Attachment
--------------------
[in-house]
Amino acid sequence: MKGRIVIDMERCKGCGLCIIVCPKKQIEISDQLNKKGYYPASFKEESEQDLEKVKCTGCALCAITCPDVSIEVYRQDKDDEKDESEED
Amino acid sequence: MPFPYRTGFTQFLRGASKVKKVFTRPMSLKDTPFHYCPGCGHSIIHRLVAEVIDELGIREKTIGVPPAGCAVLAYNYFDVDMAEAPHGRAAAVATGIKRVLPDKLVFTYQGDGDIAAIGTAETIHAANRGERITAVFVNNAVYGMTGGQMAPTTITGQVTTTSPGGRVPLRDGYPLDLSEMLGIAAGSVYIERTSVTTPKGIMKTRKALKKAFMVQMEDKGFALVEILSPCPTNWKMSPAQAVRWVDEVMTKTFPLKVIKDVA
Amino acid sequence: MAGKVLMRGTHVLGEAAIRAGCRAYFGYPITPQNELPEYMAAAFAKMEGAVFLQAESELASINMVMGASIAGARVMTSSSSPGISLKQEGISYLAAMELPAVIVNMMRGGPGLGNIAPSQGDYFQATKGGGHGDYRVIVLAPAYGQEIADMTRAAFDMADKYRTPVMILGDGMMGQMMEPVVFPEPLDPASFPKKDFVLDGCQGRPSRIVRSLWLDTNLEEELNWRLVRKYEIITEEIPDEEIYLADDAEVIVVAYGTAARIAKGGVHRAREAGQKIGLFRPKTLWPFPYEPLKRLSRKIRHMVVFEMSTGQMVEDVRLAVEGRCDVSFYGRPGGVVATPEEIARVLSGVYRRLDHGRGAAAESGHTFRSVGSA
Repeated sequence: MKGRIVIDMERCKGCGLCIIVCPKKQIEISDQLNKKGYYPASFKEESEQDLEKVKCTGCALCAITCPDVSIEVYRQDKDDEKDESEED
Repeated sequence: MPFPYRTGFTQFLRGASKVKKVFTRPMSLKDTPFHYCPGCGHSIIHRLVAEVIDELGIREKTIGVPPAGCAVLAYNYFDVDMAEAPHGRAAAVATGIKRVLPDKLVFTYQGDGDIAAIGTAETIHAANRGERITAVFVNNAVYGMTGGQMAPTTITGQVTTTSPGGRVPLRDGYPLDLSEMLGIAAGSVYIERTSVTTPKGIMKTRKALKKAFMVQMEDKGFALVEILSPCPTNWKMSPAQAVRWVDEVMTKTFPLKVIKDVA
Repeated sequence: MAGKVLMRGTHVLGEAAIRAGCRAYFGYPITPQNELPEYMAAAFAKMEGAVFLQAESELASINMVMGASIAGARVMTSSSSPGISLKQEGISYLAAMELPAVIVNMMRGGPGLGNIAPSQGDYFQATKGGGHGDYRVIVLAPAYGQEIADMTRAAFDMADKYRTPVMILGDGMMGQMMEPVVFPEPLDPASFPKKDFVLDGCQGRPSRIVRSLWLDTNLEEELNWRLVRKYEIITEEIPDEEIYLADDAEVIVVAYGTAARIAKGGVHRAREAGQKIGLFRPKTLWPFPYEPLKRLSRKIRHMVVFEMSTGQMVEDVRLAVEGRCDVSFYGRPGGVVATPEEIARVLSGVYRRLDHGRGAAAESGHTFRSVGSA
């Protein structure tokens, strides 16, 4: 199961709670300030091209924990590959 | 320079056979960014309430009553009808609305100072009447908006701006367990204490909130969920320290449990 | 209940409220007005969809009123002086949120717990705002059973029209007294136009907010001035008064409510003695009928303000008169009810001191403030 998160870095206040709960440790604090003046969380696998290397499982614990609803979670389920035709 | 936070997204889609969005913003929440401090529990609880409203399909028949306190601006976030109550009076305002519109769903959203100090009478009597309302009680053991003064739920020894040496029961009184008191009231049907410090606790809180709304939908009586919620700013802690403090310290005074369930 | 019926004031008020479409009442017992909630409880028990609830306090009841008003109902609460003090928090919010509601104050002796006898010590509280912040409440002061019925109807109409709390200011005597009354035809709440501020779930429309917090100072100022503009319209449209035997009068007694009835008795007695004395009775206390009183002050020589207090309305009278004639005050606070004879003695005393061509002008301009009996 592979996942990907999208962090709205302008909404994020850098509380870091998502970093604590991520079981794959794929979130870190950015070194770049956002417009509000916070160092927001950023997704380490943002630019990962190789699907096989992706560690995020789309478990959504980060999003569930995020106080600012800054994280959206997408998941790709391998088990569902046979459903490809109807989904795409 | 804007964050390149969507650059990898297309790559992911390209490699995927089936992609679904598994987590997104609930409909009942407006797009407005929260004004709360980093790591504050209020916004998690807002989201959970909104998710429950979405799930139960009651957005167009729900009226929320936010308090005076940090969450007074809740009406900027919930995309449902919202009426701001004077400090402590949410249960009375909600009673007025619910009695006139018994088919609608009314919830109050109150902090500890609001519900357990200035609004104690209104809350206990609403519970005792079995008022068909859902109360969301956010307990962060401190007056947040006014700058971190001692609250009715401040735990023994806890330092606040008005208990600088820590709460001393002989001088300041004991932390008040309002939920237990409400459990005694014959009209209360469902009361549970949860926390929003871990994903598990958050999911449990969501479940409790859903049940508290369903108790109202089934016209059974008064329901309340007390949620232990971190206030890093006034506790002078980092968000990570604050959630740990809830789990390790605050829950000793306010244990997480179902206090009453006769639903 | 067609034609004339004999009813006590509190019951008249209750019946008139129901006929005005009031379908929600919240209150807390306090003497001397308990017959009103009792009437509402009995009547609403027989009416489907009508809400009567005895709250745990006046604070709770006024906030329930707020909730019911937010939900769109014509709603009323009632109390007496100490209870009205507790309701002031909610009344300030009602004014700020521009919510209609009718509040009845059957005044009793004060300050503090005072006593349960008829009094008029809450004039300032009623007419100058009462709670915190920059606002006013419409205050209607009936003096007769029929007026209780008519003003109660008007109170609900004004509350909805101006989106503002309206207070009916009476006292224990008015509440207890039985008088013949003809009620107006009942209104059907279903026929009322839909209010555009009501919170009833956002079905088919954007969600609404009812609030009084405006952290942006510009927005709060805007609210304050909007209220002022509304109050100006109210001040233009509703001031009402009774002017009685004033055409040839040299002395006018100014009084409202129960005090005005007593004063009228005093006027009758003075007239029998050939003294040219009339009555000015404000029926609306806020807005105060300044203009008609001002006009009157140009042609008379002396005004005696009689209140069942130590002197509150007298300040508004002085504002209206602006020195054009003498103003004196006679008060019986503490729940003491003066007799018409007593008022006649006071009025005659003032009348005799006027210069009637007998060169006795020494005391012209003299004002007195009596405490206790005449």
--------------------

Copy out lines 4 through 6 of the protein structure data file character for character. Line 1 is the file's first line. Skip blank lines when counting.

Amino acid sequence: MAGKVLMRGTHVLGEAAIRAGCRAYFGYPITPQNELPEYMAAAFAKMEGAVFLQAESELASINMVMGASIAGARVMTSSSSPGISLKQEGISYLAAMELPAVIVNMMRGGPGLGNIAPSQGDYFQATKGGGHGDYRVIVLAPAYGQEIADMTRAAFDMADKYRTPVMILGDGMMGQMMEPVVFPEPLDPASFPKKDFVLDGCQGRPSRIVRSLWLDTNLEEELNWRLVRKYEIITEEIPDEEIYLADDAEVIVVAYGTAARIAKGGVHRAREAGQKIGLFRPKTLWPFPYEPLKRLSRKIRHMVVFEMSTGQMVEDVRLAVEGRCDVSFYGRPGGVVATPEEIARVLSGVYRRLDHGRGAAAESGHTFRSVGSA
Repeated sequence: MKGRIVIDMERCKGCGLCIIVCPKKQIEISDQLNKKGYYPASFKEESEQDLEKVKCTGCALCAITCPDVSIEVYRQDKDDEKDESEED
Repeated sequence: MPFPYRTGFTQFLRGASKVKKVFTRPMSLKDTPFHYCPGCGHSIIHRLVAEVIDELGIREKTIGVPPAGCAVLAYNYFDVDMAEAPHGRAAAVATGIKRVLPDKLVFTYQGDGDIAAIGTAETIHAANRGERITAVFVNNAVYGMTGGQMAPTTITGQVTTTSPGGRVPLRDGYPLDLSEMLGIAAGSVYIERTSVTTPKGIMKTRKALKKAFMVQMEDKGFALVEILSPCPTNWKMSPAQAVRWVDEVMTKTFPLKVIKDVA